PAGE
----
34% of all respondents would consider an EV, while 31% said no. Among Democrats 50% said they would consider an EV, while 26% of Republicans and 27% of independents said they would consider.
There are now more than 80 EV models for sale in the United States. EVs represented nearly 6% of all U.S. sales in 2022, with EV sales up by more than 60% last year.
More at Reuters »
Meanwhile, The Detroit Bureau writes »
Another survey finding that should surprise no one is that younger people are more open to switching to an EV than older people, in general. Among the Boomer generation, 87% are driving gas-powered vehicles, followed by 84% of Gen X people, and 75% of millennials.
Gen Z are the most likely people to drive an electrified vehicle (whether purely electric, hybrid or plug-in hybrid), but 69% are still driving gas-fueled cars. Gen Z are also the most likely to report they don’t drive or don’t primarily use the same vehicle, and fewer among them have built up the resources and earning power to afford a new EV.
Speaking at the launch of the new-generation Hyundai Kona, Sang Yup Lee, Head of Hyundai Design, said the new model deliberately uses physical buttons and dials for many of the controls, specifically air-conditioning and the sound system. Lee said this is because the move to digital screens is often more dangerous, as it often requires multiple steps and means drivers have to take their eyes off the road to see where they need to press.
Read the whole article at CarsGuide »
This will make Leicester one of just four UK cities to operate an all-electric bus fleet, joining London, Norwich and York, whose switch was announced earlier this month.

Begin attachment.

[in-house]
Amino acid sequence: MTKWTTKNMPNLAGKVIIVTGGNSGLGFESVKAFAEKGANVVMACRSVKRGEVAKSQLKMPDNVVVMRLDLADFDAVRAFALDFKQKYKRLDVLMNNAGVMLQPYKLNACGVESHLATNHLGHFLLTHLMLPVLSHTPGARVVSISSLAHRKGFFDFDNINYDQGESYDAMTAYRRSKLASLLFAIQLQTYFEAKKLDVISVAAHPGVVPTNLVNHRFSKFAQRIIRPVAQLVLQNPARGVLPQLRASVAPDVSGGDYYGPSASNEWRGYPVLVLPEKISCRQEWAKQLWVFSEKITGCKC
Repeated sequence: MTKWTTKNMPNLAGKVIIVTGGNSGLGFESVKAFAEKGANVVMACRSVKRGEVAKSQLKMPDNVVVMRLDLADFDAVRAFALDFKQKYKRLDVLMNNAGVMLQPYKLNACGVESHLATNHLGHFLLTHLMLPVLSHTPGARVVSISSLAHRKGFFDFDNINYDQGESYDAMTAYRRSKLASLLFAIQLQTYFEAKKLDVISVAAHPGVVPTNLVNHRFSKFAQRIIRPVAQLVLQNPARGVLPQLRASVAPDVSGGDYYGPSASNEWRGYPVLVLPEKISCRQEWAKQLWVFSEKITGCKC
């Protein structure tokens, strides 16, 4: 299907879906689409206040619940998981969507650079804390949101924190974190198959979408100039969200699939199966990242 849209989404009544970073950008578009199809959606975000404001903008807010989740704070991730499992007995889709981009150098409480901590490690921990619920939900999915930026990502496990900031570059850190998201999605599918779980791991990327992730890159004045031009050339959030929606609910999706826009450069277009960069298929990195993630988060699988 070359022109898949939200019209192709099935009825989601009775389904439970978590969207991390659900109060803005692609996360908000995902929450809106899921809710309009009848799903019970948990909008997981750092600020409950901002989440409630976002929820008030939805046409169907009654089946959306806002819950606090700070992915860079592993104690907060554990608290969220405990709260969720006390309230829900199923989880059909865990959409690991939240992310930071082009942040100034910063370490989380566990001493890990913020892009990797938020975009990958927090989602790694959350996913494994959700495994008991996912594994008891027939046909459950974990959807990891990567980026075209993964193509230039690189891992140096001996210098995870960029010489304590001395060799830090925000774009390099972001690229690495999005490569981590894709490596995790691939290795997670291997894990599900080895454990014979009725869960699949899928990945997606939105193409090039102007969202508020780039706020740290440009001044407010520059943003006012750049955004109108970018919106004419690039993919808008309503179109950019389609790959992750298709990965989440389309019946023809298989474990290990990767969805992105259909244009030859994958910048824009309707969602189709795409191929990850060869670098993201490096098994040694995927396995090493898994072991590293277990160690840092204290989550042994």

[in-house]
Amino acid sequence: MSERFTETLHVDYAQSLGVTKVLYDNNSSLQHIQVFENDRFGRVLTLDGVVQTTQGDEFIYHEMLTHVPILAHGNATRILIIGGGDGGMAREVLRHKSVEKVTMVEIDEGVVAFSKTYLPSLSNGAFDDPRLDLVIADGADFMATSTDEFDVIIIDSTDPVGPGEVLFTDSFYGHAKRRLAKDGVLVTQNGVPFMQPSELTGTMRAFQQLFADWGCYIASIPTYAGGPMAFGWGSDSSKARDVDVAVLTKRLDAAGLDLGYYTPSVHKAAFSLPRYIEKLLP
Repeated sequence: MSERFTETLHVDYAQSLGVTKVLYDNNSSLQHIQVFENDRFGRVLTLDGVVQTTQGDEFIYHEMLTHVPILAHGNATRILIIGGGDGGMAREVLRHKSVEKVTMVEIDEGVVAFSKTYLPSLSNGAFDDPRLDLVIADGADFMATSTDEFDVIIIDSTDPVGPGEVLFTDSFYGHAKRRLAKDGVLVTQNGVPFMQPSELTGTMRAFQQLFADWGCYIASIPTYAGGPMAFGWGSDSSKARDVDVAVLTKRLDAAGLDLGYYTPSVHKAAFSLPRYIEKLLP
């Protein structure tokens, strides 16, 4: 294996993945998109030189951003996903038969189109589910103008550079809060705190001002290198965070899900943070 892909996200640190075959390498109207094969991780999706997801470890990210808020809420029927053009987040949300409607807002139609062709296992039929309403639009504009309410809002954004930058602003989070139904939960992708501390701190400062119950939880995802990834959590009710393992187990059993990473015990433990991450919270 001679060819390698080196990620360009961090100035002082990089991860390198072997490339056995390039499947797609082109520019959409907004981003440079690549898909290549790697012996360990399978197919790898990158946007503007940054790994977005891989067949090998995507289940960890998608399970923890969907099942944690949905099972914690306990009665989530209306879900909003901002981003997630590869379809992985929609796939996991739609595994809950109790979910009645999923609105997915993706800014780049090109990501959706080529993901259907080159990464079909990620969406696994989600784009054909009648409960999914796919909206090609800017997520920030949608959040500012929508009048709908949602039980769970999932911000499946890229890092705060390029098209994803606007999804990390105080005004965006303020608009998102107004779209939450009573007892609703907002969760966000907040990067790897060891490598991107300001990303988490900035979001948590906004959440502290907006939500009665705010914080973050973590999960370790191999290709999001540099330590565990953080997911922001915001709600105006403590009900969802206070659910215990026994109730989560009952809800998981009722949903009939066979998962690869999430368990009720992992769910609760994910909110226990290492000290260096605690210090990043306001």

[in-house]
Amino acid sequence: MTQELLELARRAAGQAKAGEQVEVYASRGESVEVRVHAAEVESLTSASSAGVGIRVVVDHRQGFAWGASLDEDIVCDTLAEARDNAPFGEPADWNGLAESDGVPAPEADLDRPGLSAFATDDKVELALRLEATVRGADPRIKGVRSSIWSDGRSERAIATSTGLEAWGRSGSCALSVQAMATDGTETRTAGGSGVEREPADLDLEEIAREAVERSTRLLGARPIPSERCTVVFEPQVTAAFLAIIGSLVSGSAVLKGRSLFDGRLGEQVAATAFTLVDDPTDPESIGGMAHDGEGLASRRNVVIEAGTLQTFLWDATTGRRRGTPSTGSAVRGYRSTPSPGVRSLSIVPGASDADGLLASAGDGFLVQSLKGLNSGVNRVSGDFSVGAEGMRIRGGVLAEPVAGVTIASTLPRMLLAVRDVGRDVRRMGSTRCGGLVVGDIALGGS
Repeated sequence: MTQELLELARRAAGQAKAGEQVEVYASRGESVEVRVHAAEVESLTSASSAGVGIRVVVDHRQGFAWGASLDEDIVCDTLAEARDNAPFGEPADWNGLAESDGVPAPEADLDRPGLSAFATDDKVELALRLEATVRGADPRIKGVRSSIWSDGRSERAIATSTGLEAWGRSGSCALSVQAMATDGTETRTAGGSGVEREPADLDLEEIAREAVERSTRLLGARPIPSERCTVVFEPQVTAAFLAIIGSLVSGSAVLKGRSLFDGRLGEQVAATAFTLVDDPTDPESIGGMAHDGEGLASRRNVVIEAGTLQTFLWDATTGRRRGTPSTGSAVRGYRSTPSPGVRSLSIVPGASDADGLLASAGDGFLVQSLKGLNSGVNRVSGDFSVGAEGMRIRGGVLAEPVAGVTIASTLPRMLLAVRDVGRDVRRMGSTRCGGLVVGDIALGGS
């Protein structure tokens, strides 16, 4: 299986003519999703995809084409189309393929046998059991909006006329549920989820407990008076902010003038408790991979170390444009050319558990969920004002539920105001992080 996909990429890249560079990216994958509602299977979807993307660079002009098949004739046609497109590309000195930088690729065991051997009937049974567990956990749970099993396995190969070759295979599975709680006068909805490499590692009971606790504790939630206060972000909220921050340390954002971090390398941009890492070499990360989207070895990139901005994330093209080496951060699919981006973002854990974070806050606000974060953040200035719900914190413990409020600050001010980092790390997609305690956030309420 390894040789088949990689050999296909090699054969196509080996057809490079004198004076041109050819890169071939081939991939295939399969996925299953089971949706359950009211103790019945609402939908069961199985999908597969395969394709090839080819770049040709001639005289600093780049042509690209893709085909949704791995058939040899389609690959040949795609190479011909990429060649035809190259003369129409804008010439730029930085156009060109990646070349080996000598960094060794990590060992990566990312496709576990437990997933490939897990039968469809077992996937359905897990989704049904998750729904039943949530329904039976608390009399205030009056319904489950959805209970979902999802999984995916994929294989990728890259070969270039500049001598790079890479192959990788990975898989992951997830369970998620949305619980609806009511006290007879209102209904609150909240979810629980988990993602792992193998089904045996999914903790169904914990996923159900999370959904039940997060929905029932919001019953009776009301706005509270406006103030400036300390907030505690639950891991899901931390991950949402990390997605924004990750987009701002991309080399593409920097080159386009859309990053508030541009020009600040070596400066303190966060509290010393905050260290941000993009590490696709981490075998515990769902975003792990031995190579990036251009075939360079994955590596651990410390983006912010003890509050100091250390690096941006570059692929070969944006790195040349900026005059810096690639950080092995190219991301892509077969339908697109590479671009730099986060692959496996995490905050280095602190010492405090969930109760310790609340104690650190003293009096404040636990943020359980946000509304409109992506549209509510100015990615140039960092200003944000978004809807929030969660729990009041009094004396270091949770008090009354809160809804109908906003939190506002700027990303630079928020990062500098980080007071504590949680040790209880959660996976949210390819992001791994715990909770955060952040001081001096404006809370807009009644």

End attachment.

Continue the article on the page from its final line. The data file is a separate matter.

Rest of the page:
First Bus plans to have added 600 electric buses to its fleet by March 2024, with 117 of these being spread across Bramley and York, Hoeford (Hampshire), and Norwich. It will pay 58% of the total cost for these non-Leicester depots, with Zebra contributing the remainder.
“Through this co-funding with the Zebra scheme, we’re excited to electrify another five of our UK depots before March 2024,” said First Bus managing director Janette Bell.
Read the whole article at Autocar
Sales of new electric vehicles – referred to as new energy vehicles (NEVs) – in China surged in February this year. The retail sales of China’s new energy passenger cars expanded 439,000 units in February, a 61 percent increase over February 2022 according to the China Passenger Car Association (CPCA).
More » China Daily /
London Electric Vehicle Company’s electric TX is the successor to the traditional diesel-powered London ‘black cab’
There are now more LEVC (London Electric Vehicle Company – the successor company to that which originated the iconic London ‘black cab’) TX electric taxis on the streets of London than diesel TX4s, as the UK capital’s transition to a green EV black cab fleet continues to accelerate.
Highlighting the transition away from fossil fuel, LEVC’s TX taxi now represents more than 40% of official black cabs, with over 6,000 vehicles operating in the capital.
Alex Nan, CEO of LEVC, commented: “We are witnessing a significant tipping point in the push towards cleaner transportation, with the TX overtaking the diesel-powered TX4 as the cab of choice in London. There are now more than 6,000 TX electric taxis operating in the capital, accounting for over 40% of the black cab fleet.
More » Just Auto
‘Light electric vehicles’ are cheaper and more energy efficient than even standard EVs. But U.S. road regulations and city design may be holding them back.
As growing research shows, even electric vehicles are tough on the environment, due to the minerals required for their batteries, and the wear and tear on roads. “It’s just ridiculous to have that within the city,” Lutz says. Meanwhile, the Luvly, which starts at €10,000, weighs about 880 pounds (compared to 4,000 pounds for the average car), and is much more energy efficient than most EVs. It’s fitted with a smaller battery, uses less material (the exterior is recyclable thermo-plastic), and costs less to run.
Vehicles like this are common in European cities. They’re are known as quadricycles, which are a type of LEV, or light electric vehicle, an official classification that also includes e-scooters and e-bikes. Each country sets its own rules, but LEVs are generally allowed on highways, though Lutz, whose model can reach 90km/hr (56 mph), says that would be “an extreme use case.”
Read More at Fast Company »